From our current vantage point, that earlier art can look the epitome of Modernism, a high-water mark, even. In reproduction (our primary engagement with it), it might also register as a bit innocent—more a stylistic gesture than a seeking state of mind. Liu, however, makes it dangerous again. He re-materializes the look of the Modern to take it apart and pull its poised materiality into a 21st-century world of disorientation.
In front of us Liu puts not carving, but casts. These are assembled from a ceramic slip-cast process (think of the method behind those hollow chocolate Easter bunnies) where the original form models are found pieces of Styrofoam packing materials that protect electronic goods, and other consumer products, in transit. In other words, in Liu’s sculptures, we are looking, for instance, at the Styrofoam-filled negative space between a new Apple iMac and its cardboard shipping box.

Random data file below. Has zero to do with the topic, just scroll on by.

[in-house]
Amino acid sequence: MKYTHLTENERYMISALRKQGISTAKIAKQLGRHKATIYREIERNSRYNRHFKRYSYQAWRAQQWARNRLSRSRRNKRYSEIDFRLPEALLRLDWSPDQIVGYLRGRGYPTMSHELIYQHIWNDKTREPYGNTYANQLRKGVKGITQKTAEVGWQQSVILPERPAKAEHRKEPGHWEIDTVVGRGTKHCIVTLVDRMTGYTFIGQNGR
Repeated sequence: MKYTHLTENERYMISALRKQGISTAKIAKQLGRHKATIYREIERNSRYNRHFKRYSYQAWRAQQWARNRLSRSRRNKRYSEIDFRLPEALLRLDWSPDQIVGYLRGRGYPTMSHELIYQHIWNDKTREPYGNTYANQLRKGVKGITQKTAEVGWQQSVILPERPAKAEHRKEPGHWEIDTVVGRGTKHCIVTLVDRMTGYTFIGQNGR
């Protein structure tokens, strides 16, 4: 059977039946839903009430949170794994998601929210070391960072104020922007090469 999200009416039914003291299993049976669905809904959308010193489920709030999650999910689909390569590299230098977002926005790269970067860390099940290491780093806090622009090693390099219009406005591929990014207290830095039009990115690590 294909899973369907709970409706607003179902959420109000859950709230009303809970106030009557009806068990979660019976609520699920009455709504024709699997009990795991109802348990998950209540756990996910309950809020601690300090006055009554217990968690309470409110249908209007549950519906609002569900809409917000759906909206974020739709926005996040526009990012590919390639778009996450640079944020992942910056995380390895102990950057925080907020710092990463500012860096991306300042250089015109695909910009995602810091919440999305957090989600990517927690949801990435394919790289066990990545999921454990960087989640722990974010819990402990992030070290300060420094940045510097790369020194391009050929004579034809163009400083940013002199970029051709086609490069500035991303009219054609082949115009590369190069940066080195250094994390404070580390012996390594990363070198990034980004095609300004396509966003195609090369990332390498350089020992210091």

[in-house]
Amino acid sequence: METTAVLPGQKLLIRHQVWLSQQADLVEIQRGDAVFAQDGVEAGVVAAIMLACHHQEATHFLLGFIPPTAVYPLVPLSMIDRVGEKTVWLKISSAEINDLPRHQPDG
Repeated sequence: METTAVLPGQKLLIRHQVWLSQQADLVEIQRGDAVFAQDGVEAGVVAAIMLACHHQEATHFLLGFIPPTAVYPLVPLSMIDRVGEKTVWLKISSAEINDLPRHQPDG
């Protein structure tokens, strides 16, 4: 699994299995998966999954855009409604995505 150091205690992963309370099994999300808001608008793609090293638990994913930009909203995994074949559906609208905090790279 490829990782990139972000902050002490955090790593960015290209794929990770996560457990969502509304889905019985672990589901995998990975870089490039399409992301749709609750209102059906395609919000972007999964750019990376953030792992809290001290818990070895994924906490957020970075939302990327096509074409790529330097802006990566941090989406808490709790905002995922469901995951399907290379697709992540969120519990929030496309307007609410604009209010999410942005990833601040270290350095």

That Liu can tear off a corner of such packing material, cast it, join it with other casts, and make it look like a Modernist homage to the ancient Winged Victory of Samothrace is a testament to the sliding simultaneities of time and history that now shape our perceptions of art (and everything else). It is also a testament to the associative inventiveness that Liu brings to this project. “MONO NO MA” is a conjuror’s trick of a show. It has us hunting down the how and what of objects that are not as they seem. It leaves us firm on the ground, surrounded by a floating glamour of appearances. Welcome to Modernism a hundred years on.